The working group report on the has stressed on the need to consider relocation of some port facilities away from urban areas.

“Port in the city is a natural harbour and it cannot be wasted. It provides security,” a senior Mumbai Port Trust official said. Several cities have alternative port locations, like Chennai with the development of Ennore port, Kolkata with the Haldia docks and Mumbai with the in Navi Mumbai.

Attempts by major ports to enhance their revenues through innovative land uses are often stymied by slow and ambiguous decision making both at the port level and at the centre. Recognising the problem, the government established the Buddhiraja Committee, which made three sets of recommendations, one each for Kolkata and Mumbai, and a third for other major ports.

Based on the latter, the shipping ministry announced the Land Policy for major ports in March 2004 amending the Major Port Trusts Act of 1963, but excluded the ports of Mumbai and Kolkata from its purview.

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Major ports get ready to move out dirty cargo

A few months ago, when a high court judge told the Chennai Port Trust to stop handling all 'dirty cargo’, since it was damaging the health and environment of city, it made other major ports sit up and take notice of their port-city relationship.

A few months ago, when a high court judge told the to stop handling all 'dirty cargo’, since it was damaging the health and environment of city, it made other major ports sit up and take notice of their port-city relationship. 

is considering a long-term strategy to gradually move all like coal and iron ore to other appropriate destinations. The July 2010 chlorine gas leak incident at the port is a reminder.

“Dirty cargo can be moved north,” said a senior port official. “We have to come up with alternative revenue streams. As industrial activity goes up, we can have things like gas power station instead of coal and reduce our dependence on dirty cargo.”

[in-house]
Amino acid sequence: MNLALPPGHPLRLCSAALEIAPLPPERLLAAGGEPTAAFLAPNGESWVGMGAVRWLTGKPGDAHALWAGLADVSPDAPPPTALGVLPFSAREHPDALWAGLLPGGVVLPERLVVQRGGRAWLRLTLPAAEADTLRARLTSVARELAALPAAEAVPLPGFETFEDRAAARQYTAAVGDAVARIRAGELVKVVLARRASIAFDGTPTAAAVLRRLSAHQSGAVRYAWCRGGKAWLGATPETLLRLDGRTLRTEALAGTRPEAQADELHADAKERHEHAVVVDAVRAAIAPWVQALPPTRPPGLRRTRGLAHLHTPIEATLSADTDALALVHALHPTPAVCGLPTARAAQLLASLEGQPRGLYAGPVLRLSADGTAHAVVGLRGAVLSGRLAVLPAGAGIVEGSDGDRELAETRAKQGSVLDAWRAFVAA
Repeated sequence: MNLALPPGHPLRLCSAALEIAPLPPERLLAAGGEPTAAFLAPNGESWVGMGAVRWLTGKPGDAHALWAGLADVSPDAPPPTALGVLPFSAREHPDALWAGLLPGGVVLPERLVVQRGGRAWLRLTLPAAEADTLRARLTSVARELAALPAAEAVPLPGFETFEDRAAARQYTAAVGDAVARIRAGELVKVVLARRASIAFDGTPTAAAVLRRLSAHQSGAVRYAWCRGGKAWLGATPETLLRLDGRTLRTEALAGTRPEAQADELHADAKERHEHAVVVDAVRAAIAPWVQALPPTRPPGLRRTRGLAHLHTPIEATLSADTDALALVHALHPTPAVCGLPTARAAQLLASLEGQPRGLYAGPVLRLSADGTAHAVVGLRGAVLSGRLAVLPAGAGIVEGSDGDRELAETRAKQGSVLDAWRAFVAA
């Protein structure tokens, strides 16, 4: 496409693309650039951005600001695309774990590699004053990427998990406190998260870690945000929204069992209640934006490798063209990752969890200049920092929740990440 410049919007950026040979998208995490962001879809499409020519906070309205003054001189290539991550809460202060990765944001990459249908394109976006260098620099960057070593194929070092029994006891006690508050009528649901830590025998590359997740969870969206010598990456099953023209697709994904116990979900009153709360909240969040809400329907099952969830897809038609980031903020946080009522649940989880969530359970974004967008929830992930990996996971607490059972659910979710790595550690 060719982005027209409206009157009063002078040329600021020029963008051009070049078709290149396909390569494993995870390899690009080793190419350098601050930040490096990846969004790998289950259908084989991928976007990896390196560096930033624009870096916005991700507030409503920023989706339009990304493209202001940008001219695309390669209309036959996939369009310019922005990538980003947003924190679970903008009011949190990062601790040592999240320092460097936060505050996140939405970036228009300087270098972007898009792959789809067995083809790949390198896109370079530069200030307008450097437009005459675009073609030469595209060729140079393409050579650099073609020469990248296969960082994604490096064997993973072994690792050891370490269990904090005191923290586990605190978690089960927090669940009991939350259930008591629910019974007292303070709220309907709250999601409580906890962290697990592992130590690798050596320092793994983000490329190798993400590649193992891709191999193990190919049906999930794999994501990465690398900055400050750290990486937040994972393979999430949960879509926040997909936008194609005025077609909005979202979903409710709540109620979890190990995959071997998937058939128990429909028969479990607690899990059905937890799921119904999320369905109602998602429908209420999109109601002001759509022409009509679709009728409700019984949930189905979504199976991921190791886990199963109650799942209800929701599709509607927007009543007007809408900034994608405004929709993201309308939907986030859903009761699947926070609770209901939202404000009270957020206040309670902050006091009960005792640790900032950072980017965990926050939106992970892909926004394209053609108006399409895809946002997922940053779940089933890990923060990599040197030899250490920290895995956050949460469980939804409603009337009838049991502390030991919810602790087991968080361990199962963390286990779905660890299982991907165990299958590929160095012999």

Mormugao and Cochin port trust are also among the ports identified by the government in the high-risk category. The severity of hazards is the lowest in case of the Jawaharlal Nehru Port Trust, Paradip and Tuticorin Port Trusts because of their distance from the main city. is also under a low level of hazard as the quantity of dirty cargo handled out of the port is much less. “In Kolkata, congestion is a problem, but since we do not handle iron or dry bulk cargo, city life is not much affected,” said M L Meena, chairman, Kolkata Port Trust.

The working group report on the has stressed on the need to consider relocation of some port facilities away from urban areas.

“Port in the city is a natural harbour and it cannot be wasted. It provides security,” a senior Mumbai Port Trust official said. Several cities have alternative port locations, like Chennai with the development of Ennore port, Kolkata with the Haldia docks and Mumbai with the in Navi Mumbai.

Attempts by major ports to enhance their revenues through innovative land uses are often stymied by slow and ambiguous decision making both at the port level and at the centre. Recognising the problem, the government established the Buddhiraja Committee, which made three sets of recommendations, one each for Kolkata and Mumbai, and a third for other major ports.

Based on the latter, the shipping ministry announced the Land Policy for major ports in March 2004 amending the Major Port Trusts Act of 1963, but excluded the ports of Mumbai and Kolkata from its purview.

image